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#Blasphemous: Pakistan parliament resolution condemns latest Charlie Hebdo cover

Pakistan’s parliament today passed a resolution condemning as “blasphemous” the publication of a cartoon of the Prophet Mohammad by the French Satirical magazine Charlie Hebdo.

The resolution also slammed western media for reprinting the cartoon which appeared in the latest edition of the magazine, a week after Islamist gunmen massacred 12 people at Charlie Hebdo’s offices in Paris.

The image features a picture of the Prophet holding a sign saying ‘Je Suis Charlie’, the Twitter hashtag that was created in the aftermath of the attack to show solidarity to the victims.

“This house strongly condemns [the] printing and reprinting of the blasphemous caricatures…and also takes serious note of the continued trend of their reproduction in numerous other newspapers and magazines of other Western capitals,” the resolution stated.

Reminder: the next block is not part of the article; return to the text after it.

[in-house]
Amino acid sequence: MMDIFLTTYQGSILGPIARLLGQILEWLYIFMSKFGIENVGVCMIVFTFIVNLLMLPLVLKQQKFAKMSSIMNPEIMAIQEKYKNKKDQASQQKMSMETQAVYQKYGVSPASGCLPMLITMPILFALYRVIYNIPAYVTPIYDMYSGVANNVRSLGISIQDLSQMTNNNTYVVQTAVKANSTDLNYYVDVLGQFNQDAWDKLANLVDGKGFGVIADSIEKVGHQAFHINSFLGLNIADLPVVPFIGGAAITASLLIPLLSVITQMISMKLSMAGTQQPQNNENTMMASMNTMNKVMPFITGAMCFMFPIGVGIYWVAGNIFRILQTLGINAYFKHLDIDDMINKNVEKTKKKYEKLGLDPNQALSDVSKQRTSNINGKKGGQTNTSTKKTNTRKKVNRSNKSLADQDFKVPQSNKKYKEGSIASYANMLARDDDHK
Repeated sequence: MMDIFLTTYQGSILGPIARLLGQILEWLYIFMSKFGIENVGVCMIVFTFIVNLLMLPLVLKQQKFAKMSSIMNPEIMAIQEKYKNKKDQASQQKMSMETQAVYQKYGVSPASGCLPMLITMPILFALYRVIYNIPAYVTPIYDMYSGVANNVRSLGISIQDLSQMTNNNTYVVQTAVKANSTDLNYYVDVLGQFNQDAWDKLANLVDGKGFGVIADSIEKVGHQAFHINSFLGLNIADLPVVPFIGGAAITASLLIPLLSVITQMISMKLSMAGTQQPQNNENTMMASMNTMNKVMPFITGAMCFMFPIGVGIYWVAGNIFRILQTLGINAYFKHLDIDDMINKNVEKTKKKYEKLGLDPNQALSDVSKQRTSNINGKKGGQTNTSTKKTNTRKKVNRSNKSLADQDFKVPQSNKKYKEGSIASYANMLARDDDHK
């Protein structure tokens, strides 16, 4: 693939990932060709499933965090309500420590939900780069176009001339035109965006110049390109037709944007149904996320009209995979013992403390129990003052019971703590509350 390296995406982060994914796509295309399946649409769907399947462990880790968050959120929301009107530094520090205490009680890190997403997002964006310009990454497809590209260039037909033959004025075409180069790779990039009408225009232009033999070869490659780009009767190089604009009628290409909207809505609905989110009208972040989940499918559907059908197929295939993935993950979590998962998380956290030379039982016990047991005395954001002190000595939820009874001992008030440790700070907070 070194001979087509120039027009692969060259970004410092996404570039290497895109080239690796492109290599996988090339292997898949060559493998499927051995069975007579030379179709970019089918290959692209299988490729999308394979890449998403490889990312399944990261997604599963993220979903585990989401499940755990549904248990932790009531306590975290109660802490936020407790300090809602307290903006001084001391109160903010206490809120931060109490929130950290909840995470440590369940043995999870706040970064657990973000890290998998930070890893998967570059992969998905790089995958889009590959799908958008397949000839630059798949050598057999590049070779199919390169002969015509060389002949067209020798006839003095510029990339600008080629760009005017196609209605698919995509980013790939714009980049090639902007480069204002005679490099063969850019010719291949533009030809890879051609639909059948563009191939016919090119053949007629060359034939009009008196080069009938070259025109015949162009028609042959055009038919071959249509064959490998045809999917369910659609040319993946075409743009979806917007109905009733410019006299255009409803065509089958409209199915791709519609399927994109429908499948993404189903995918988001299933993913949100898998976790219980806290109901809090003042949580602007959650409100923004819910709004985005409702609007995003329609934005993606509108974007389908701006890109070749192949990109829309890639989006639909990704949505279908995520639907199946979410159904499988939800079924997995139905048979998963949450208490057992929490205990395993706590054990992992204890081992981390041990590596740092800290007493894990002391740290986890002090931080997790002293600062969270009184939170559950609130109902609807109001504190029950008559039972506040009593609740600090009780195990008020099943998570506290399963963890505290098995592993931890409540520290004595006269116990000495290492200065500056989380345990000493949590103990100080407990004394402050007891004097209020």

“This house genuinely believes that freedom of expression should not be misused as a means to attack or hurt public sentiments and religious beliefs,” it added.

The resolution came as hundreds took to the street in the northern Pakistani city of Lahore protesting against Charlie Hebdo and calling for the magazine’s cartoonist’s to be hanged.

The rally was organized by a little-known religious group and featured banners reading “Down with Charlie Hebdo” and “Charlie Hebdo be Damned”.

On Tuesday in Peshawar, a hard-line cleric led a memorial service for the brothers Said and Cherif Kouachi who attacked the satirical paper and praised their assault.

About 40 people attended

The Pakistan government has condemned last week’s killings in Paris.  However, many Muslims in the country and elsewhere as well as non-Muslims have called Charlie Hebdo’s latest cover as a “provocation”.

Islam forbids any depictions of the Prophet Muhammed.

The latest issue of Charlie Hebdo, which has a long history of lampooning religious figures such as the Prophet and the Pope, went on sale in France on Wednesday night with more than 5 million copies printed, nearly one hundred times its usual print run.

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